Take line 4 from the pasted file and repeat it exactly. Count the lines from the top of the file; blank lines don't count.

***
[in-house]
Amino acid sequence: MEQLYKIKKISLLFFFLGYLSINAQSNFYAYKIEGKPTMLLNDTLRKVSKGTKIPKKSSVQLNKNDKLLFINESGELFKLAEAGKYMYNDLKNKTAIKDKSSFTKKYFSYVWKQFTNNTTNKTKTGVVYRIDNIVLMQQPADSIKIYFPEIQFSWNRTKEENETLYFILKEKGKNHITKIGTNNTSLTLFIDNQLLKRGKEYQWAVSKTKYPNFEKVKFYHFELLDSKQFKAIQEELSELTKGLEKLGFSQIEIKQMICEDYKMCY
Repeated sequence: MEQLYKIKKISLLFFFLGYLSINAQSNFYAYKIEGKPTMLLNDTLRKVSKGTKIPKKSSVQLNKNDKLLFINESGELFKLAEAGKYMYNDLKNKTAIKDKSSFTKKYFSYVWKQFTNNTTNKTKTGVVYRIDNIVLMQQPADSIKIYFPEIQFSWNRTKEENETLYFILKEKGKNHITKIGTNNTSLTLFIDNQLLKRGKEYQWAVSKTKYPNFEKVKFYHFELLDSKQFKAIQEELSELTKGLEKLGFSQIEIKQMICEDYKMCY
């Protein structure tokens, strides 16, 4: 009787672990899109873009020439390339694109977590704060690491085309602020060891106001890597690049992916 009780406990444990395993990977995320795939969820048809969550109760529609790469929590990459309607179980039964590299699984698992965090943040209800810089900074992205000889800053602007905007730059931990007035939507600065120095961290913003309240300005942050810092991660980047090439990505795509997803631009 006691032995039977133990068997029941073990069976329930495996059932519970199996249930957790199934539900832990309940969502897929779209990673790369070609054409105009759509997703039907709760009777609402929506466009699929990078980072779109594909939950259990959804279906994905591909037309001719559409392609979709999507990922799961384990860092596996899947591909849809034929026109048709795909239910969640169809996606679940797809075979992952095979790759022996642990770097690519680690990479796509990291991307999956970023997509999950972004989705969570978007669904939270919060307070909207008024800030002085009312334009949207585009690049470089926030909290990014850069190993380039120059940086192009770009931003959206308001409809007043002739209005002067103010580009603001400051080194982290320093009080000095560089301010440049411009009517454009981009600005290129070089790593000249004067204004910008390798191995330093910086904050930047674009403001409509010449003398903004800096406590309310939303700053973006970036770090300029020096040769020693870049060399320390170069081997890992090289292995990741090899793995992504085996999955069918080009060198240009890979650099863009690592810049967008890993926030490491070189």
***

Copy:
């Protein structure tokens, strides 16, 4: 009787672990899109873009020439390339694109977590704060690491085309602020060891106001890597690049992916 009780406990444990395993990977995320795939969820048809969550109760529609790469929590990459309607179980039964590299699984698992965090943040209800810089900074992205000889800053602007905007730059931990007035939507600065120095961290913003309240300005942050810092991660980047090439990505795509997803631009 006691032995039977133990068997029941073990069976329930495996059932519970199996249930957790199934539900832990309940969502897929779209990673790369070609054409105009759509997703039907709760009777609402929506466009699929990078980072779109594909939950259990959804279906994905591909037309001719559409392609979709999507990922799961384990860092596996899947591909849809034929026109048709795909239910969640169809996606679940797809075979992952095979790759022996642990770097690519680690990479796509990291991307999956970023997509999950972004989705969570978007669904939270919060307070909207008024800030002085009312334009949207585009690049470089926030909290990014850069190993380039120059940086192009770009931003959206308001409809007043002739209005002067103010580009603001400051080194982290320093009080000095560089301010440049411009009517454009981009600005290129070089790593000249004067204004910008390798191995330093910086904050930047674009403001409509010449003398903004800096406590309310939303700053973006970036770090300029020096040769020693870049060399320390170069081997890992090289292995990741090899793995992504085996999955069918080009060198240009890979650099863009690592810049967008890993926030490491070189």